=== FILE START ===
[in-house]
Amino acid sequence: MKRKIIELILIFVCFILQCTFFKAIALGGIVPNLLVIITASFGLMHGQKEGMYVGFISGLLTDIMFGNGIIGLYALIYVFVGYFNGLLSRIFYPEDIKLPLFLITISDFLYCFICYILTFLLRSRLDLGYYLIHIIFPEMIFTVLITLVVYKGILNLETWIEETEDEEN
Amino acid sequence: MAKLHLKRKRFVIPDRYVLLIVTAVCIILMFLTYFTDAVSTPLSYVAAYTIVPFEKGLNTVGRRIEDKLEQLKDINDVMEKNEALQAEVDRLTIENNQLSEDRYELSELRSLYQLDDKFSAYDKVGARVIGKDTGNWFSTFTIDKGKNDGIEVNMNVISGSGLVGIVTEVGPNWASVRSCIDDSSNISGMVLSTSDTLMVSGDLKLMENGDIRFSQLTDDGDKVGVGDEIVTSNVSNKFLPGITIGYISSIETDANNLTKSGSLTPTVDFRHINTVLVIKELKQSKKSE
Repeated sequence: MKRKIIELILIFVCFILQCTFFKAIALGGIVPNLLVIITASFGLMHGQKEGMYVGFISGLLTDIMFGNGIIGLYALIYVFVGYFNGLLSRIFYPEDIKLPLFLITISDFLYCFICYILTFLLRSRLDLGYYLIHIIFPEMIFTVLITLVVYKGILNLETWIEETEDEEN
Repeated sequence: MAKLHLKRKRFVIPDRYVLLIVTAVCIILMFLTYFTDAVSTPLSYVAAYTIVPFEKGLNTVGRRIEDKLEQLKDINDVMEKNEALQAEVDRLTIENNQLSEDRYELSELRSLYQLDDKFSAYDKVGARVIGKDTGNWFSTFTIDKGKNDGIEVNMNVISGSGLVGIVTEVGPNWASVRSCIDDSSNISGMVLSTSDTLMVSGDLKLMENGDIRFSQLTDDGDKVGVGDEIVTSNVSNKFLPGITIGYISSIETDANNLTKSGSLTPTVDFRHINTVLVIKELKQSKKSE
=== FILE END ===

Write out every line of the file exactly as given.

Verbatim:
[in-house]
Amino acid sequence: MKRKIIELILIFVCFILQCTFFKAIALGGIVPNLLVIITASFGLMHGQKEGMYVGFISGLLTDIMFGNGIIGLYALIYVFVGYFNGLLSRIFYPEDIKLPLFLITISDFLYCFICYILTFLLRSRLDLGYYLIHIIFPEMIFTVLITLVVYKGILNLETWIEETEDEEN
Amino acid sequence: MAKLHLKRKRFVIPDRYVLLIVTAVCIILMFLTYFTDAVSTPLSYVAAYTIVPFEKGLNTVGRRIEDKLEQLKDINDVMEKNEALQAEVDRLTIENNQLSEDRYELSELRSLYQLDDKFSAYDKVGARVIGKDTGNWFSTFTIDKGKNDGIEVNMNVISGSGLVGIVTEVGPNWASVRSCIDDSSNISGMVLSTSDTLMVSGDLKLMENGDIRFSQLTDDGDKVGVGDEIVTSNVSNKFLPGITIGYISSIETDANNLTKSGSLTPTVDFRHINTVLVIKELKQSKKSE
Repeated sequence: MKRKIIELILIFVCFILQCTFFKAIALGGIVPNLLVIITASFGLMHGQKEGMYVGFISGLLTDIMFGNGIIGLYALIYVFVGYFNGLLSRIFYPEDIKLPLFLITISDFLYCFICYILTFLLRSRLDLGYYLIHIIFPEMIFTVLITLVVYKGILNLETWIEETEDEEN
Repeated sequence: MAKLHLKRKRFVIPDRYVLLIVTAVCIILMFLTYFTDAVSTPLSYVAAYTIVPFEKGLNTVGRRIEDKLEQLKDINDVMEKNEALQAEVDRLTIENNQLSEDRYELSELRSLYQLDDKFSAYDKVGARVIGKDTGNWFSTFTIDKGKNDGIEVNMNVISGSGLVGIVTEVGPNWASVRSCIDDSSNISGMVLSTSDTLMVSGDLKLMENGDIRFSQLTDDGDKVGVGDEIVTSNVSNKFLPGITIGYISSIETDANNLTKSGSLTPTVDFRHINTVLVIKELKQSKKSE